TOPICS > Science

Physicists Discover Clear Evidence of Elusive Higgs Boson

July 4, 2012 at 12:00 AM EST
Scientists announced on Wednesday they have evidence of the much sought-after Higgs boson, a subatomic particle thought to endow all other particles -- and by extension all matter in the universe -- with mass. Tom Clarke of Independent Television News reports.
LISTEN SEE PODCASTS

TRANSCRIPT

RAY SUAREZ: Now: an extraordinary new discovery that helps confirm our understanding of the universe.

We start with this report from Tom Clarke of Independent Television News.

TOM CLARKE: Particle physicians, or not, were getting carried today, for today, Professor Peter Higgs got a rock star’s welcome.

The particle he first dreamt up more than 40 years ago appears to have been be discovered.

PETER HIGGS, University of Edinburgh: Well, I would like to add my congratulations to everybody involved in this tremendous achievement. For me, it’s really an incredible thing that it has happened in my lifetime.  

(LAUGHTER)

PETER HIGGS: It’s taken…

(APPLAUSE)

TOM CLARKE: When it was first proposed, the idea of the Higgs boson was almost insane, yet, here today, something that looks very much like it has been proven to exist. And in that, it fundamentally changes our understanding of the universe, because it means scientists’ theory about how the universe works are almost spot on. And that makes it one of the landmark scientific discoveries of our age.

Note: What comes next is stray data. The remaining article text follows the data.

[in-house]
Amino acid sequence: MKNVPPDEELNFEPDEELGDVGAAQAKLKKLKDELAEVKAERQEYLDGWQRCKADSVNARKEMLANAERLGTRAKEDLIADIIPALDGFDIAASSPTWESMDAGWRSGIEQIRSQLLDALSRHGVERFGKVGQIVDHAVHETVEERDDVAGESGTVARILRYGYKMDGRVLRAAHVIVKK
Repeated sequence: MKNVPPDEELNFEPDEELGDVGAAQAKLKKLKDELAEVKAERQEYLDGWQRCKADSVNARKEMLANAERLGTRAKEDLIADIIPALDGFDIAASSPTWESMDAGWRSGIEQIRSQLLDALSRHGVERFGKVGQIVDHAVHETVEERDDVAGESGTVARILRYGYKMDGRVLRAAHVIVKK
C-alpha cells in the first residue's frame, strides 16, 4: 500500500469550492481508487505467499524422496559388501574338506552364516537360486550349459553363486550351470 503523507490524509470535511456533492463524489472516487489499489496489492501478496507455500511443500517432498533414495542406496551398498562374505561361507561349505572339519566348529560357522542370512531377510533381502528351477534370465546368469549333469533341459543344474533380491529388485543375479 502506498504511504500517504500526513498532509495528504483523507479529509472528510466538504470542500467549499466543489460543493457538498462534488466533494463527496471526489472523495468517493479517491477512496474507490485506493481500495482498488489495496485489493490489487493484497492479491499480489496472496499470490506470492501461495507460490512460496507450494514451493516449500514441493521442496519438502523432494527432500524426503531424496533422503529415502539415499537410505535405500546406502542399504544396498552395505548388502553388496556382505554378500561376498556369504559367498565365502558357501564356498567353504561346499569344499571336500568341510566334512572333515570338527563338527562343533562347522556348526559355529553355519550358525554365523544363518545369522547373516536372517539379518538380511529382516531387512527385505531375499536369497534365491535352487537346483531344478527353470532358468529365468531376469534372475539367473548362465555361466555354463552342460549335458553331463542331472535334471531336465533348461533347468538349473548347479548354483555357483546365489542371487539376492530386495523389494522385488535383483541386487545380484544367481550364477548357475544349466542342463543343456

Advances like this in the world of the very, very small will undoubtedly lead to applications we have not even imagined. They found the particle using the largest and most expensive piece of scientific kit ever built. The large hadron collider probes the subatomic world by smashing particles together very hard.

So what is the Higgs boson? In a pool hall across the road, one of the men who helped find it was beating me, by way of explanation.

JONATHAN BUTTERWORTH, University College London: There is nothing like the Higgs in nature. This is a completely new kind of object. There’s no analogy to it. It’s not like we found number three, when we already had one and two. This is kind of a lynchpin that makes everything work.

TOM CLARKE: Most of the things we’re familiar with in the universe have mass. But without the Higgs boson, there is no mass. And what goes for a pool ball applies the same to a planet, in fact, the whole universe.

So take away the Higgs, and there’s nothing left to hold the entire universe together. 

The machine that found the new particle has yet to run at full power. When it does in the coming years, weirder and more wonderful things could appear, like elusive dark matter. In that sense, today has been a true breakthrough, carrying the most fundamental science forward into the unknown.